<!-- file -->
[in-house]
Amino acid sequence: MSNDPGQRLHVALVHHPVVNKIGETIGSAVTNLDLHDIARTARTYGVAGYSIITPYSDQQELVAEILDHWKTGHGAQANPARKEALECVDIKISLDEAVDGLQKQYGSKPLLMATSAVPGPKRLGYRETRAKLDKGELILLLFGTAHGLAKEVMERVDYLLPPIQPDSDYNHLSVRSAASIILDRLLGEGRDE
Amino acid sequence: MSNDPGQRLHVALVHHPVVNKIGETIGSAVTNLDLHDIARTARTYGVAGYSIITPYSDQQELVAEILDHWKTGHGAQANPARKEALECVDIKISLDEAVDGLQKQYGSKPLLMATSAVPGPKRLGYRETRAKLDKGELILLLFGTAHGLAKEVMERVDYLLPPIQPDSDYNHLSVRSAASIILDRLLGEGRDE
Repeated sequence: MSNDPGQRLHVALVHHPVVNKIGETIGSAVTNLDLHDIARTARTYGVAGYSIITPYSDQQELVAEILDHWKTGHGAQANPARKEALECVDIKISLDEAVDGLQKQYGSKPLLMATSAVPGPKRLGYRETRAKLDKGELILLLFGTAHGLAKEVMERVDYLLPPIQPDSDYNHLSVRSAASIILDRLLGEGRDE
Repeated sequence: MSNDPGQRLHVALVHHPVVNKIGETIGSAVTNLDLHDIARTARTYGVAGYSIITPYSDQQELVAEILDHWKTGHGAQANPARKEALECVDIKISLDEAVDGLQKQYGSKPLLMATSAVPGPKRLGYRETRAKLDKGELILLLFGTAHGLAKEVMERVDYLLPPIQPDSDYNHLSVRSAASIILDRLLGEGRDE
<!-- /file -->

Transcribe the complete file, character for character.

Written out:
[in-house]
Amino acid sequence: MSNDPGQRLHVALVHHPVVNKIGETIGSAVTNLDLHDIARTARTYGVAGYSIITPYSDQQELVAEILDHWKTGHGAQANPARKEALECVDIKISLDEAVDGLQKQYGSKPLLMATSAVPGPKRLGYRETRAKLDKGELILLLFGTAHGLAKEVMERVDYLLPPIQPDSDYNHLSVRSAASIILDRLLGEGRDE
Amino acid sequence: MSNDPGQRLHVALVHHPVVNKIGETIGSAVTNLDLHDIARTARTYGVAGYSIITPYSDQQELVAEILDHWKTGHGAQANPARKEALECVDIKISLDEAVDGLQKQYGSKPLLMATSAVPGPKRLGYRETRAKLDKGELILLLFGTAHGLAKEVMERVDYLLPPIQPDSDYNHLSVRSAASIILDRLLGEGRDE
Repeated sequence: MSNDPGQRLHVALVHHPVVNKIGETIGSAVTNLDLHDIARTARTYGVAGYSIITPYSDQQELVAEILDHWKTGHGAQANPARKEALECVDIKISLDEAVDGLQKQYGSKPLLMATSAVPGPKRLGYRETRAKLDKGELILLLFGTAHGLAKEVMERVDYLLPPIQPDSDYNHLSVRSAASIILDRLLGEGRDE
Repeated sequence: MSNDPGQRLHVALVHHPVVNKIGETIGSAVTNLDLHDIARTARTYGVAGYSIITPYSDQQELVAEILDHWKTGHGAQANPARKEALECVDIKISLDEAVDGLQKQYGSKPLLMATSAVPGPKRLGYRETRAKLDKGELILLLFGTAHGLAKEVMERVDYLLPPIQPDSDYNHLSVRSAASIILDRLLGEGRDE